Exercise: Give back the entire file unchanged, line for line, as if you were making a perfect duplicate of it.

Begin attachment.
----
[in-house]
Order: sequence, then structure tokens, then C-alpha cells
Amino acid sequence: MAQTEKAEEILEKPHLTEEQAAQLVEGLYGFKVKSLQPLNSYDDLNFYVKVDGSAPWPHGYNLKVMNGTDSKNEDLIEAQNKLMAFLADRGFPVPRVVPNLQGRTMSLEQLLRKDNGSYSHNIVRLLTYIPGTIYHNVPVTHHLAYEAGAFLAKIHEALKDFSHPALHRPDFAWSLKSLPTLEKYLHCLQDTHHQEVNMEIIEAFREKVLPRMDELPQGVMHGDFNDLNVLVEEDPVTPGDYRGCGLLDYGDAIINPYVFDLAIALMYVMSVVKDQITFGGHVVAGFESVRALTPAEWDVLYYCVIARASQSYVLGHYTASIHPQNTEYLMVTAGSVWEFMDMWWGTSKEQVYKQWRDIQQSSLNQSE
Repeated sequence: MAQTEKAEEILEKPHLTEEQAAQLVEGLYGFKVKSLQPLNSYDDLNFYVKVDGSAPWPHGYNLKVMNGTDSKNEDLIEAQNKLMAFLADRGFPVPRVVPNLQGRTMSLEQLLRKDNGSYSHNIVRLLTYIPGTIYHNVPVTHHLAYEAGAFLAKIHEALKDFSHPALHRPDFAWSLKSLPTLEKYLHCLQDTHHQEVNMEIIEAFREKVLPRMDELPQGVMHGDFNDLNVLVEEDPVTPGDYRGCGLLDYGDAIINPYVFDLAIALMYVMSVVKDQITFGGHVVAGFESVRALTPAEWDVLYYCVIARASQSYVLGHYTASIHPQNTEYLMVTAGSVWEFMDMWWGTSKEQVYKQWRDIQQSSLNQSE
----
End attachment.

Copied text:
[in-house]
Order: sequence, then structure tokens, then C-alpha cells
Amino acid sequence: MAQTEKAEEILEKPHLTEEQAAQLVEGLYGFKVKSLQPLNSYDDLNFYVKVDGSAPWPHGYNLKVMNGTDSKNEDLIEAQNKLMAFLADRGFPVPRVVPNLQGRTMSLEQLLRKDNGSYSHNIVRLLTYIPGTIYHNVPVTHHLAYEAGAFLAKIHEALKDFSHPALHRPDFAWSLKSLPTLEKYLHCLQDTHHQEVNMEIIEAFREKVLPRMDELPQGVMHGDFNDLNVLVEEDPVTPGDYRGCGLLDYGDAIINPYVFDLAIALMYVMSVVKDQITFGGHVVAGFESVRALTPAEWDVLYYCVIARASQSYVLGHYTASIHPQNTEYLMVTAGSVWEFMDMWWGTSKEQVYKQWRDIQQSSLNQSE
Repeated sequence: MAQTEKAEEILEKPHLTEEQAAQLVEGLYGFKVKSLQPLNSYDDLNFYVKVDGSAPWPHGYNLKVMNGTDSKNEDLIEAQNKLMAFLADRGFPVPRVVPNLQGRTMSLEQLLRKDNGSYSHNIVRLLTYIPGTIYHNVPVTHHLAYEAGAFLAKIHEALKDFSHPALHRPDFAWSLKSLPTLEKYLHCLQDTHHQEVNMEIIEAFREKVLPRMDELPQGVMHGDFNDLNVLVEEDPVTPGDYRGCGLLDYGDAIINPYVFDLAIALMYVMSVVKDQITFGGHVVAGFESVRALTPAEWDVLYYCVIARASQSYVLGHYTASIHPQNTEYLMVTAGSVWEFMDMWWGTSKEQVYKQWRDIQQSSLNQSE